In the pre-season, our coaching staff emphasized that this season we would have an uncharacteristic offense for Duke: an offense run through our big men. This doesn't seem to have happened. My question is "Why?"
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Even with the current slump, Mason is still averaging almost 11 points per game. And this is with his being truly terrible at the line. If he were shooting a better percentage from the free throw line, he would easily be our 3rd leading scorer behind Austin and Seth. As it is, he barely trails Ryan who is currently third in scoring. As it is right now, our forwards who play the most minutes (Ryan, Mason, and Miles) combine for about 30 points per game. That's approximately 37.5% of our almost 80 points per game. Considering that they occupy 2 of the 5 spots on the court at any given time during the game, we would expect them to score 40% of the points if we were to have a perfectly balanced offense. 37.5% is not very far off of that mark. Add in better free throw shooting from Mason and you probably get a little bit over 40%. Even though Mason hasn't quite been as consistent as we might have hoped, he has been good. Combined with his brother and Ryan, they are absolutely contributing enough offense to keep us balanced. Recent high profile matchups (UNC and FSU) combined with Mason's scoring drought have skewed the national media's perception of how our team scores buckets, but Duke has gotten effective production from its big men all season, even if the offense has not been consistently run through them.
I think it has been more post-oriented than in recent years. For a long time this season Mason was our most consistent player and we were feeding him the ball. Ryan has been up and down and his game isn't really suited for the traditional "feed the post" type of offense. Miles has stepped up but his offense is more like Zoubek's, he'll make some nice post moves from time to time but the bulk of his offensive contributions will be created by others or garbage buckets by crashing the glass. Essentially, Mason is the only one who has proven on a consistent basis to be able to receive a post entry pass and make a post move and finishing on most of those post moves. However, Mason has hit a slump the last few weeks for whatever reason. Duke currently has 4 players averaging double figures and two of them are Mason and Ryan.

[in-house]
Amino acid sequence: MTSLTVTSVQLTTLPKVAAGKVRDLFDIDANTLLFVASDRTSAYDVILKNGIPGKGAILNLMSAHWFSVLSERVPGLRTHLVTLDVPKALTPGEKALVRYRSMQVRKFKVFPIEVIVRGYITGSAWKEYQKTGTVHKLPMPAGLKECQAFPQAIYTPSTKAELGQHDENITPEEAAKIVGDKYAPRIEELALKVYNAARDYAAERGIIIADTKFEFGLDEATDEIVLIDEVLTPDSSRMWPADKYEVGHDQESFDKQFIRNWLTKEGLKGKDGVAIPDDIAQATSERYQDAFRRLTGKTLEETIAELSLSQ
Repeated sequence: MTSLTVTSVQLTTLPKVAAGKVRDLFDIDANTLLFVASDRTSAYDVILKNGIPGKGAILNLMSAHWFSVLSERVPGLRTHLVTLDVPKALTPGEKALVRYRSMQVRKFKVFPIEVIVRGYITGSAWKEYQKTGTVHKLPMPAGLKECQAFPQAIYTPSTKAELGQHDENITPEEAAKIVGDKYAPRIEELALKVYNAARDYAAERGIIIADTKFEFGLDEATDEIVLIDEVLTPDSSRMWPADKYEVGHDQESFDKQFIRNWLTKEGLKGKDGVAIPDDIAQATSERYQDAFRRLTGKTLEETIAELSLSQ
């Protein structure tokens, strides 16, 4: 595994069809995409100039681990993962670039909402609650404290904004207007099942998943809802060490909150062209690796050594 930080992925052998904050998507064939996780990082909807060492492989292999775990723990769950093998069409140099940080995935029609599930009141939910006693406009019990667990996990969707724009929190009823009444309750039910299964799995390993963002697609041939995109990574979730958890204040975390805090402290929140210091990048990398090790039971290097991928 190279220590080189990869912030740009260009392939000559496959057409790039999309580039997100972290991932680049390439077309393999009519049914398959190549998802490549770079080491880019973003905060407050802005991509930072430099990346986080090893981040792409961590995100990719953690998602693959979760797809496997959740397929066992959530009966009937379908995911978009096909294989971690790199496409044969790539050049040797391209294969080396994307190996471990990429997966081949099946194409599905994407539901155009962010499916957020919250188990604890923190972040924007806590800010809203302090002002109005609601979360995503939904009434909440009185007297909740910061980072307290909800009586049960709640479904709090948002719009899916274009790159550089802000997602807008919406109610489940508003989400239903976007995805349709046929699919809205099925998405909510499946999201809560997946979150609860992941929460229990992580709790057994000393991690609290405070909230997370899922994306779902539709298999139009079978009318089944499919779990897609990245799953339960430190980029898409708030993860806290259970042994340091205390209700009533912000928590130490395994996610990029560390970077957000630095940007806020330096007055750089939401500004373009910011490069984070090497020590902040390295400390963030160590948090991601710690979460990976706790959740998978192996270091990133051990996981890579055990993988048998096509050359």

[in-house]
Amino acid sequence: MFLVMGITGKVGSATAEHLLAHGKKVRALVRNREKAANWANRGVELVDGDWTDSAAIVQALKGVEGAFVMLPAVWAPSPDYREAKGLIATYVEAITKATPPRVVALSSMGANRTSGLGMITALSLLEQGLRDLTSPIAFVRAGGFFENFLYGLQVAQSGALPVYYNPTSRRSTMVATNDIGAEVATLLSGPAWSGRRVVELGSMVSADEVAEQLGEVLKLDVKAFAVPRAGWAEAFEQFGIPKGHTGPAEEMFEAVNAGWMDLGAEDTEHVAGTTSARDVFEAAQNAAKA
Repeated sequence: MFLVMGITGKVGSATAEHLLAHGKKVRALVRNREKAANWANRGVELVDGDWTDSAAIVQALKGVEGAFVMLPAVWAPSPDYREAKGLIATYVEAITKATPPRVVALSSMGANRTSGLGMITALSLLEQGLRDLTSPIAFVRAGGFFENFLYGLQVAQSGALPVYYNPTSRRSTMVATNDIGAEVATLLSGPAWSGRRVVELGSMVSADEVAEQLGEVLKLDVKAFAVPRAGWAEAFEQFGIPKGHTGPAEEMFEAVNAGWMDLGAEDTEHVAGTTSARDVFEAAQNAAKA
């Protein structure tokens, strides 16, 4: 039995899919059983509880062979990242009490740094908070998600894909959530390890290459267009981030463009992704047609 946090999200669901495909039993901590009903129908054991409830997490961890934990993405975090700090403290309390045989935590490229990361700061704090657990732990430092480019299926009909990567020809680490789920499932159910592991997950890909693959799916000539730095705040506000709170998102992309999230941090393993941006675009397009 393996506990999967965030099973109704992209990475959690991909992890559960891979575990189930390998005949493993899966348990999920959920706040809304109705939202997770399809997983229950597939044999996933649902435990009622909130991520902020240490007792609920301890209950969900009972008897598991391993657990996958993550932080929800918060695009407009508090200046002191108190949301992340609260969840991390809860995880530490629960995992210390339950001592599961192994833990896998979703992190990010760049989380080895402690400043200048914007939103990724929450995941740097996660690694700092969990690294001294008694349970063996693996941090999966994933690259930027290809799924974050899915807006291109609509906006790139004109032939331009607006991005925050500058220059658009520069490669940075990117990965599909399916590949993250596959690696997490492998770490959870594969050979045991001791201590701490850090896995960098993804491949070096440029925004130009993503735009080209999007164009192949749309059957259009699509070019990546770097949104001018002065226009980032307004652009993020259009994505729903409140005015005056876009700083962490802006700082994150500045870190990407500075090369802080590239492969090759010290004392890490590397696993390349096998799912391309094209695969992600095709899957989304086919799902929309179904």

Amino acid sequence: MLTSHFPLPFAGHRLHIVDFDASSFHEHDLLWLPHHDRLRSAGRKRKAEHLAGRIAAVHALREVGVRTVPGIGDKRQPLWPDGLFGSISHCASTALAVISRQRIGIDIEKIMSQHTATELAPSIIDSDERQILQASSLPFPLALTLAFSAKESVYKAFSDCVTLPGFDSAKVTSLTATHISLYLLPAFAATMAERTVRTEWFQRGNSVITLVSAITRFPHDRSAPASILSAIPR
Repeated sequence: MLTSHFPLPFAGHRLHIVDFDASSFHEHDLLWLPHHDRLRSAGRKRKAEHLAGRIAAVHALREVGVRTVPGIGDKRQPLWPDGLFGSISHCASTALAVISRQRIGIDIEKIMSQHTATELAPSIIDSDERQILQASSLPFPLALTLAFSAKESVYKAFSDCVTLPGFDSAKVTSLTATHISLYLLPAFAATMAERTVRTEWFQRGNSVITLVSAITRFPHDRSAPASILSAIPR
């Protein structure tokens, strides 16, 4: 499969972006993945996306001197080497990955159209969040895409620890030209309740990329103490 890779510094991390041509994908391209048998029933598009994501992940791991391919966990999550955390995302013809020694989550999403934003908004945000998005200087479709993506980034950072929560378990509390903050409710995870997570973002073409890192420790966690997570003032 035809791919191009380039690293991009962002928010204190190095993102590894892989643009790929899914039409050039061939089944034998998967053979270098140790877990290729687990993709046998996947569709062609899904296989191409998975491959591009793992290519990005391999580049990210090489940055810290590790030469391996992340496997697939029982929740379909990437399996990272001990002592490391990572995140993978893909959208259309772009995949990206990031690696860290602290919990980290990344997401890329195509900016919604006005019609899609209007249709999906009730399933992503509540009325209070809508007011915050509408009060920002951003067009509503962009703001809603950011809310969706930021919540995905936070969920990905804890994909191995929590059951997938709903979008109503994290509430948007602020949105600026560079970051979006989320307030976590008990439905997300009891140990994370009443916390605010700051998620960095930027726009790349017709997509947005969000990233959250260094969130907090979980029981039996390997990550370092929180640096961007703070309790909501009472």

I think we've gotten away from making a deliberate effort to get the ball into the post. The question is, did we go away because the Plumlees were ineffective, or are they ineffective because they don't get the ball? In my mind, when the ball goes inside good things happen more often than not. And there are plenty of times they're open underneath and we just don't pass them the ball. I mean like a dozen times per game for Mason and probably five times a game for Miles. It's really frustrating to watch and I'm sure it's really frustrating for the players too.
I would not mind our guards becoming better at entry passes into the post but by this point I think we've learned that running the offense through Rivers is the best option. IMO.
And compared to the past several years, we are emphasizing our post players on offense. Looking at "usage," or possession percentage, Mason is 2nd on the team with 22.1% (Austin leads the team with 23.7%). Ryan (21.6%) and Seth (21.8%) are virtually tied for third on the team. Quinn is at 20.7%, although in limited minutes. Miles (18.3%) is quite a bit ahead of Andre (16.5%).
Anyway, looking at these numbers, it's true we're not emphasizing our big men as much as UNC or Ohio State, nor should we be, but our big men are seeing the ball at a comparable rate to Kentucky's big men, for example, and at a much better rate than the past few Duke teams. So I guess what I'm saying is I don't think the premise underlying your question is accurate.
Also, as a caveat, I should mention that usage % is not a perfect indicator of how often a player touches the ball, but I do think it's the closest stat we have.
Against VT Duke shot 24 threes. Mason took 5 shots.
Against FSU we shot 28 threes. Mason took 1 shot.
Against BC we shot 22 threes. Mason took 5 shots.
If that is emphasizing post play then I have never watched a basketball game in my life.